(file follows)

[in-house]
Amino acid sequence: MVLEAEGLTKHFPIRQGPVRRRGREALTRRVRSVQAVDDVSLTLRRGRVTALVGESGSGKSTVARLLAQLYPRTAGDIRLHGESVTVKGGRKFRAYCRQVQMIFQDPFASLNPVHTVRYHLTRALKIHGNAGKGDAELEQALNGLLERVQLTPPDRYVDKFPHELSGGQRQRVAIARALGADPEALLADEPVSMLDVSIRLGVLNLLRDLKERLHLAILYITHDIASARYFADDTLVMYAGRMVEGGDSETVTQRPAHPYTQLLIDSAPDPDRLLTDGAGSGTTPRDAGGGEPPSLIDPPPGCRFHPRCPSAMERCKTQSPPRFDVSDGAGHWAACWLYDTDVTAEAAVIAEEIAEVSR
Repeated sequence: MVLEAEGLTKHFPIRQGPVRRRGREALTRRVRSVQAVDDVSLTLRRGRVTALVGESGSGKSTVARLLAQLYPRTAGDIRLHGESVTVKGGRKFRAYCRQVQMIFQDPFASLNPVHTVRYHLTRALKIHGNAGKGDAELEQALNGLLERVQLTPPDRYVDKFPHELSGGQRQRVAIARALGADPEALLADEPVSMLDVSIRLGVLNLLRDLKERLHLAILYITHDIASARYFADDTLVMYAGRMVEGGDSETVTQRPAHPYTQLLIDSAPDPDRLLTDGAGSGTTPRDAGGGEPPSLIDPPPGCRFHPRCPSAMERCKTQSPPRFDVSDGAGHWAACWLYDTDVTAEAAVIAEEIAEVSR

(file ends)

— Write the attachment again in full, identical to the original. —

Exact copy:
[in-house]
Amino acid sequence: MVLEAEGLTKHFPIRQGPVRRRGREALTRRVRSVQAVDDVSLTLRRGRVTALVGESGSGKSTVARLLAQLYPRTAGDIRLHGESVTVKGGRKFRAYCRQVQMIFQDPFASLNPVHTVRYHLTRALKIHGNAGKGDAELEQALNGLLERVQLTPPDRYVDKFPHELSGGQRQRVAIARALGADPEALLADEPVSMLDVSIRLGVLNLLRDLKERLHLAILYITHDIASARYFADDTLVMYAGRMVEGGDSETVTQRPAHPYTQLLIDSAPDPDRLLTDGAGSGTTPRDAGGGEPPSLIDPPPGCRFHPRCPSAMERCKTQSPPRFDVSDGAGHWAACWLYDTDVTAEAAVIAEEIAEVSR
Repeated sequence: MVLEAEGLTKHFPIRQGPVRRRGREALTRRVRSVQAVDDVSLTLRRGRVTALVGESGSGKSTVARLLAQLYPRTAGDIRLHGESVTVKGGRKFRAYCRQVQMIFQDPFASLNPVHTVRYHLTRALKIHGNAGKGDAELEQALNGLLERVQLTPPDRYVDKFPHELSGGQRQRVAIARALGADPEALLADEPVSMLDVSIRLGVLNLLRDLKERLHLAILYITHDIASARYFADDTLVMYAGRMVEGGDSETVTQRPAHPYTQLLIDSAPDPDRLLTDGAGSGTTPRDAGGGEPPSLIDPPPGCRFHPRCPSAMERCKTQSPPRFDVSDGAGHWAACWLYDTDVTAEAAVIAEEIAEVSR